WHDH Boston didn't expect to still be paying the electrical bills for two transmitters come late June 2009. Like many U.S. broadcasters, the Sunbeam Television station and NBC affiliate had already exceeded its original transmission budget when the government pushed back the turnoff date for analog signals from Feb. 17 to June 12. WHDH Engineering Director Jim Shultis looked forward to shutting down high-powered digital broadcasts on UHF Ch. 42 and launching digital signals on VHF Ch. 7, the station's former analog assignment.
But as of last week, WHDH was still running transmitters for both Ch. 42 and Ch. 7. And both were being used to deliver the station's digital TV signal, which many Boston viewers couldn't find on its new Ch. 7 home after WHDH made the switch on June 12 and began broadcasting at 29.7 kilowatts.
After receiving numerous viewer complaints, WHDH petitioned the FCC late on the afternoon of June 15 for an STA (special temporary authority) to resume DTV broadcasts on Ch. 42, and was back broadcasting a simulcast of its Ch.7 there at 1:12 pm on June 16. The FCC says the station can continue broadcasting on Ch. 42 until the reception issues on Ch. 7 are resolved, as long as that doesn't cause interference to other stations.
“We've received immense viewer feedback,” says Shultis of the relaunch of Ch. 42. “'Thank you for bringing it back,' that type of deal.”
WHDH is one of several big-market outlets, including ABC-owned stations in Philadelphia and Chicago, to experience significant problems with reception since switching to a VHF channel for their permanent DTV operations. According to viewer comments and interviews with engineers, many of these stations were received reliably on their former UHF assignments but are now hard for viewers to find, even for those with an adequate UHF/VHF antenna. On the other hand, there have been few complaints of significant reception problems from stations with high-powered UHF assignments.
The FCC has moved quickly to address the issue. Besides granting the STA to WHDH in less than 24 hours, it has also helped out another Sunbeam station, WSVN Orlando, and Schurz-owned KWCH Wichita by granting them power increases. It has also redeployed forces to Philadelphia and Chicago to help tackle reception problems there, and is discussing solutions including boosting power or installing a translator to fill in coverage to affected areas. By the end of last week, the FCC was scheduled to place engineers in Baltimore; Nashville; Raleigh, N.C.; Rochester, N.Y.; Orlando; and Richmond, Va., to help stations who have asked it for assistance, either with DTV consumer outreach or technical issues with signal reception.
Some of the problems with VHF reception are simply due to consumers not having the correct antenna; many antennas marketed as “HDTV-ready” are UHF-only. And the double-rescan procedure recommended last week by the FCC has solved the issue for some viewers in New York and Chicago. But in many cases, the reception problems are more severe in close proximity to the transmitter than farther away. That suggests the problem is less one of signal coverage than of signal penetration into urban dwellings such as apartment buildings, where many viewers rely on simple indoor antennas.
“Most of the viewer complaints have been within 10 to 12 miles [of the transmitter],” says WHDH's Shultis. “It's like we have distance—the people out 20 to 30 miles with outdoor antennas are getting us—but we have poor penetration. On Ch. 42 at 948 kW, which is just under a megawatt, we had so much better penetration. ”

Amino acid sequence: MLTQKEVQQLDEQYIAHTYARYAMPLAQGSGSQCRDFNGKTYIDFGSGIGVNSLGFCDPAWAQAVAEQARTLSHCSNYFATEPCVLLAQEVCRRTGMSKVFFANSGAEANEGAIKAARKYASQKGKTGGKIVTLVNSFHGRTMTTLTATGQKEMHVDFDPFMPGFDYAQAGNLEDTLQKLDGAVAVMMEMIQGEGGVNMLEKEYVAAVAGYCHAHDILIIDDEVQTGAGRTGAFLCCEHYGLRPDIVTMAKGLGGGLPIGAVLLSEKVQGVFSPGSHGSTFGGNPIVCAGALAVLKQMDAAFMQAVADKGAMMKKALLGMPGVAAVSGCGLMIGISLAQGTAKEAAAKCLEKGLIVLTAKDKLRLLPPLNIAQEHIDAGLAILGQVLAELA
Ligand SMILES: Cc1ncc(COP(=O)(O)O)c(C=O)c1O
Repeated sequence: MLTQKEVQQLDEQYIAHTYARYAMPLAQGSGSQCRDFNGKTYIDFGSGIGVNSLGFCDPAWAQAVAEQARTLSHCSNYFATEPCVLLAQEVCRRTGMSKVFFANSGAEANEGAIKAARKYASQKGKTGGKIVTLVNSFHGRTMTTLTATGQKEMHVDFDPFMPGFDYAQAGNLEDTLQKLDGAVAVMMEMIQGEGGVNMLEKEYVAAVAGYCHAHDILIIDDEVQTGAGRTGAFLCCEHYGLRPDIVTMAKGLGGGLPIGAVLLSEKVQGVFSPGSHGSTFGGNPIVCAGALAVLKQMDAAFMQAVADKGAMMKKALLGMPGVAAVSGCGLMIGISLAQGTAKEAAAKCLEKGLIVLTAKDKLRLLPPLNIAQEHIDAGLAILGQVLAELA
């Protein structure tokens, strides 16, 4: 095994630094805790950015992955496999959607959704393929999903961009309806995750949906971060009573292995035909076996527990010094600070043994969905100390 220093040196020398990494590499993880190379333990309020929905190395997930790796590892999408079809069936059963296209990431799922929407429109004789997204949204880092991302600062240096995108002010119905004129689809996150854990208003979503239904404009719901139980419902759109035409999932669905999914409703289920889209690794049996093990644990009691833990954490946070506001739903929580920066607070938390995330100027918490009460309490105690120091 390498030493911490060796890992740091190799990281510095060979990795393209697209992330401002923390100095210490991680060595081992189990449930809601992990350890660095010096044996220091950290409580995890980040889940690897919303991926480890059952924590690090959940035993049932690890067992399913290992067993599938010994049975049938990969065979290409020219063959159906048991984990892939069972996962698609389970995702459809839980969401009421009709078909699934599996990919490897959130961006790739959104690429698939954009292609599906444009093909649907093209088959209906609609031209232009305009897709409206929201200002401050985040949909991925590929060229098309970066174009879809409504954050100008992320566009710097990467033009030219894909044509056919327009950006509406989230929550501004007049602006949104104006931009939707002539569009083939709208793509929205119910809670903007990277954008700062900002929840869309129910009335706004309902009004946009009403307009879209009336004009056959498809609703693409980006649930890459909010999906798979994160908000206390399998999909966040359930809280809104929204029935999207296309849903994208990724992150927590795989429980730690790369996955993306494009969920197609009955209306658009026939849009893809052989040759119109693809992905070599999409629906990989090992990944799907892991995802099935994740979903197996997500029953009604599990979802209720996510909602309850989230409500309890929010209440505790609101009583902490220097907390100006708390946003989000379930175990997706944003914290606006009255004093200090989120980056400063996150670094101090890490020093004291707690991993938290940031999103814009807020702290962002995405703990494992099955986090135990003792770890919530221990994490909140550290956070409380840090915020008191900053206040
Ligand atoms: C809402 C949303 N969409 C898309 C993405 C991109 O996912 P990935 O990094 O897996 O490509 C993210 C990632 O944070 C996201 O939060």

Caroline Welch, program director for WPVI Philadelphia, says reception of her station's 7.5-kW signal on Ch. 6 has been random, with next-door neighbors and houses on opposite sides of the street experiencing completely different reception. But many of the problems for Ch. 6, which also suffers interference from FM radio stations, have been close to the transmitter site in the Roxborough section of Philadelphia.
“There is no definitive spot, which is part of what makes it a little more of a complex issue,” Welch says. “You can't just say, if you live here, you can't get it.”
West coast bias
Engineers say the fact that VHF DTV signals don't seem to be having as many problems on the West Coast is due to the different construction techniques used there compared to cities farther east like Chicago and Philadelphia.
“One of the things we've found is that with the same Ch. 7 in Los Angeles and San Francisco, there's not as much of an issue,” says WLS Chicago Engineering Director Kal Hassan. “You've got stucco construction out West, and the VHF penetrates well. But in the East you have a lot of brick construction and aluminum siding, and all of that is harder.”
WLS, which has also experienced DTV reception problems from viewers living close to its transmitter atop the Sears Tower, never had reception problems with Ch. 7 in analog, Hassan says. But while it used to broadcast analog VHF at 55 kW, it is only allowed by the FCC to transmit digital VHF at 4.75 kW to avoid interference with stations in Milwaukee and Grand Rapids, Mich.
However, simply boosting the power may not be a quick fix in every market. Engineers note that some consumers with amplified antennas have actually been getting too much power and are overloading their receivers, rendering them useless to tune any channel. Installing signal pads between the antenna and receiver, which dampen the power sent to the receiver, have solved reception issues in some cases.
“We don't want to rush to judgment,” says FCC spokesman Rick Kaplan. “What we're finding are problems with limited stations and limited markets, and each problem appears to be different. That's why we're going to stations when they've asked us to, to try to find out what the problems are.”
—John Eggerton contributed to this story
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